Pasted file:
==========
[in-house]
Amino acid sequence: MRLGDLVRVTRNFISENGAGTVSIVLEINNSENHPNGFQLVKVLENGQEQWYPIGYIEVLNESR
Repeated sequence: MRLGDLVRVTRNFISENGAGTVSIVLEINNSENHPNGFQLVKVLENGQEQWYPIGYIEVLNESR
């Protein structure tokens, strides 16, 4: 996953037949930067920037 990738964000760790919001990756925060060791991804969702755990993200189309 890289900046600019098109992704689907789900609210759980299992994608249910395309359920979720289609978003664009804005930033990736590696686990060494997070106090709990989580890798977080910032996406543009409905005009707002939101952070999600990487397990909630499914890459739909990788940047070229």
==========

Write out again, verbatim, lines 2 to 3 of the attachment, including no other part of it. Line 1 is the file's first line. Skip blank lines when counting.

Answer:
Amino acid sequence: MRLGDLVRVTRNFISENGAGTVSIVLEINNSENHPNGFQLVKVLENGQEQWYPIGYIEVLNESR
Repeated sequence: MRLGDLVRVTRNFISENGAGTVSIVLEINNSENHPNGFQLVKVLENGQEQWYPIGYIEVLNESR